A recent study on wastewater treatment shows that septic systems in the United States routinely discharge pharmaceuticals, consumer product chemicals, and other potentially hazardous chemicals into the environment.
The study, published June 15 in the journal Environmental Science & Technology, is the most comprehensive assessment to date of septic systems as important sources of emerging contaminants, raising health concerns since many of these chemicals, once discharged, end up in groundwater and drinking water supplies.
These types of pollutants are frequently detected in rivers, lakes, and drinking water supplies. Many emerging contaminants are hormone disruptors. Their presence in the environment has been associated with the feminization of male fish and reduced fertility in other wildlife. And studies in humans have linked some CECs with thyroid disease, developmental disorders, decreased fertility, and even cancer.
“These are chemicals found in the products we use every day, and eventually they make their way down the drain,” says Laurel Schaider, an environmental chemist at Silent Spring Institute and the study’s lead author. “What’s concerning is that we are potentially re-exposed to these chemicals as mixtures through our drinking water and we have no idea what the health effects from those exposures are.”
Approximately 20 percent of U.S. households rely on septic systems to process their wastewater. In some parts of the country, the number is much higher. In Cape Cod, Massachusetts, for instance, 85 percent of residents rely on septic systems.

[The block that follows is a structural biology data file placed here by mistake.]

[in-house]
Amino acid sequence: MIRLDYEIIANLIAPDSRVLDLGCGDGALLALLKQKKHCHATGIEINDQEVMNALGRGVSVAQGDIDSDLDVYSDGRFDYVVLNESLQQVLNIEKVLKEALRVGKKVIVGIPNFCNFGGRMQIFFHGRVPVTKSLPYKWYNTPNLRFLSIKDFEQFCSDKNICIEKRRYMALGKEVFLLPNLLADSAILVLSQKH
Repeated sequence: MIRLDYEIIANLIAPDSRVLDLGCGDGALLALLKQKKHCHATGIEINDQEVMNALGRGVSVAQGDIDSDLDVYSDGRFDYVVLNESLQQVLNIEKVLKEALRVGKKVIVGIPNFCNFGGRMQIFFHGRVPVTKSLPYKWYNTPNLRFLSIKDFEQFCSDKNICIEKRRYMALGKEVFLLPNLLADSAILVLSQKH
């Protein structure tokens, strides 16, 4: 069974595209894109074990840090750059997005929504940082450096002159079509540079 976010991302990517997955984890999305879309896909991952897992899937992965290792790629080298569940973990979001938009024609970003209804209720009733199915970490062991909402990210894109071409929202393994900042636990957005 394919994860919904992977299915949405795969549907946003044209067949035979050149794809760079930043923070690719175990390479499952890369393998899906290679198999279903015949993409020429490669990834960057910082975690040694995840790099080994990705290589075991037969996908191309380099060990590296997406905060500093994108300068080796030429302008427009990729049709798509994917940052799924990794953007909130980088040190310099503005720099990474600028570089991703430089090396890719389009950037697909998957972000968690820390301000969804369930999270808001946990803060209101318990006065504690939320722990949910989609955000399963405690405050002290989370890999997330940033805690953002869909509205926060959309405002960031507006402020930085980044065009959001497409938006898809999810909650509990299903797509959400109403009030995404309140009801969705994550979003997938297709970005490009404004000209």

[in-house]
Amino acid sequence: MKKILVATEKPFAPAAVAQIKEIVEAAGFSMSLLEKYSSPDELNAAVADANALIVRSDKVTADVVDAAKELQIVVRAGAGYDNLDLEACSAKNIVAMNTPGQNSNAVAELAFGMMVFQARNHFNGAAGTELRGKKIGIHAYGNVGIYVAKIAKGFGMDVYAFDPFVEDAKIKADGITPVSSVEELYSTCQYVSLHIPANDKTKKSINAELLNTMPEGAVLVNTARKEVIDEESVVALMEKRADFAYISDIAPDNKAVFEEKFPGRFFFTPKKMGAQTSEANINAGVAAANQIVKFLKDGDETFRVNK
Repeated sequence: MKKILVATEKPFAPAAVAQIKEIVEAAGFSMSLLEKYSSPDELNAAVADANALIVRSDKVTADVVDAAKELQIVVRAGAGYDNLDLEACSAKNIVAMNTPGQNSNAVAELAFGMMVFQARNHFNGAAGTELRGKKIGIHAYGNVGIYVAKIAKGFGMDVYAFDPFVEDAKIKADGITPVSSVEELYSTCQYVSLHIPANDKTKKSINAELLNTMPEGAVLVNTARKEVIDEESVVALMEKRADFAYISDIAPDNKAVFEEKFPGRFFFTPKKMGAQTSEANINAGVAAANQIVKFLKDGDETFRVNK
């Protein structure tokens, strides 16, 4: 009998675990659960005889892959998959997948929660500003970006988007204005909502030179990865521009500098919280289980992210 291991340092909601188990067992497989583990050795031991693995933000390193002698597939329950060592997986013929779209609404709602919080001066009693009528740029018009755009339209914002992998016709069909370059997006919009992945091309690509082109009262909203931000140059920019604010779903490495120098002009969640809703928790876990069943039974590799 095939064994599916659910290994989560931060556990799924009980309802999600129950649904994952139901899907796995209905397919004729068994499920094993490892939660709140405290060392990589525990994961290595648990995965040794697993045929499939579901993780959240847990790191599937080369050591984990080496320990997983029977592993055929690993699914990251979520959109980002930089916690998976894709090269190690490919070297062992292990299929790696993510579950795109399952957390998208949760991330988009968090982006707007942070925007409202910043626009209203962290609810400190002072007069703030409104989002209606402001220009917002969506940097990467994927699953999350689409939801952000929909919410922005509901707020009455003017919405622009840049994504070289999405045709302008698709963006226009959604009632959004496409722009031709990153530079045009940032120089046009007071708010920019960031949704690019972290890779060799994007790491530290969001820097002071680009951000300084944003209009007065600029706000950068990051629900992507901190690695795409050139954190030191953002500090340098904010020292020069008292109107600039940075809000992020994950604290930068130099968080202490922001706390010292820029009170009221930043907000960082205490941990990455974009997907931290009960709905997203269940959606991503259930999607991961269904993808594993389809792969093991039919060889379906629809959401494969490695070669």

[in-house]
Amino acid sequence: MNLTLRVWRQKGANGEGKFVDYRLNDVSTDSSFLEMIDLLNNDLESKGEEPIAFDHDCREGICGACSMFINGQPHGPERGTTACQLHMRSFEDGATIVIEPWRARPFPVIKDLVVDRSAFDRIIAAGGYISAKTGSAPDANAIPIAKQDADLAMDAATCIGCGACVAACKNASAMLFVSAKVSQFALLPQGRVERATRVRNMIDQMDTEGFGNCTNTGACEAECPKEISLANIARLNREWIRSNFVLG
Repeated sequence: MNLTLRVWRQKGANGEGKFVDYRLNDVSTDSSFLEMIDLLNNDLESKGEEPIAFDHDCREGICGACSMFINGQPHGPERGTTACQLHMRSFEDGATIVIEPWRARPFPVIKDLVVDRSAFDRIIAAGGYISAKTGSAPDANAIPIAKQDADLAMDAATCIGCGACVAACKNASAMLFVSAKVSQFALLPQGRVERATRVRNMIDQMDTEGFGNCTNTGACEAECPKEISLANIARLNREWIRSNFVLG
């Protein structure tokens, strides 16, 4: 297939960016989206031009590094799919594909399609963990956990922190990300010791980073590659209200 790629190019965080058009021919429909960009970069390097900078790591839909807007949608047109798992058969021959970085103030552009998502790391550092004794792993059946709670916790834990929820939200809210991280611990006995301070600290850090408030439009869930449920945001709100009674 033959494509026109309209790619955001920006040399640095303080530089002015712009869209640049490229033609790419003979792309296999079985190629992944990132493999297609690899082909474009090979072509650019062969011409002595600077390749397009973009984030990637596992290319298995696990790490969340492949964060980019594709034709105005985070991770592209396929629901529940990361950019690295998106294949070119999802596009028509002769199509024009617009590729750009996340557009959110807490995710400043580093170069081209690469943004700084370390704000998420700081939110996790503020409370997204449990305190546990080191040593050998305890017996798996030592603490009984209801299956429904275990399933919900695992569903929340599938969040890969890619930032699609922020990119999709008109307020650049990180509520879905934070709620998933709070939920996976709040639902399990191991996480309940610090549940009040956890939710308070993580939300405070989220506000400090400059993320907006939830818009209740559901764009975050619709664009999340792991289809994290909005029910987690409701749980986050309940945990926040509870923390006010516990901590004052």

Meanwhile, in Albania, according to the annual report of the Water Regulatory Entity (WRE) for 2014, service operators cover with the wastewater service a population of 1.65 million inhabitants or about 64.6% of the total population in their jurisdiction area. The population actually covered with this service lives mainly in urban areas, 83.0% of the total population served, and partly in rural areas with a coverage of 10.9% of the total population served; under these conditions the majority of the population in rural areas use the septic system.
Thus, it is important to connect them with the wastewater treatment systems, and use septic system as little as possible, avoiding environmental pollution, degradation of groundwater and drinking water.
Source: Jurnal Environmental Science & Technology
Published June 27, 2017 06:19 AM
Schaider L.A., K.M. Rodgers, R.A. Rudel. 2017. Review of Organic Wastewater Compound Concentrations and Removal in Onsite Wastewater Treatment Systems(link is external). Environmental Science & Technology.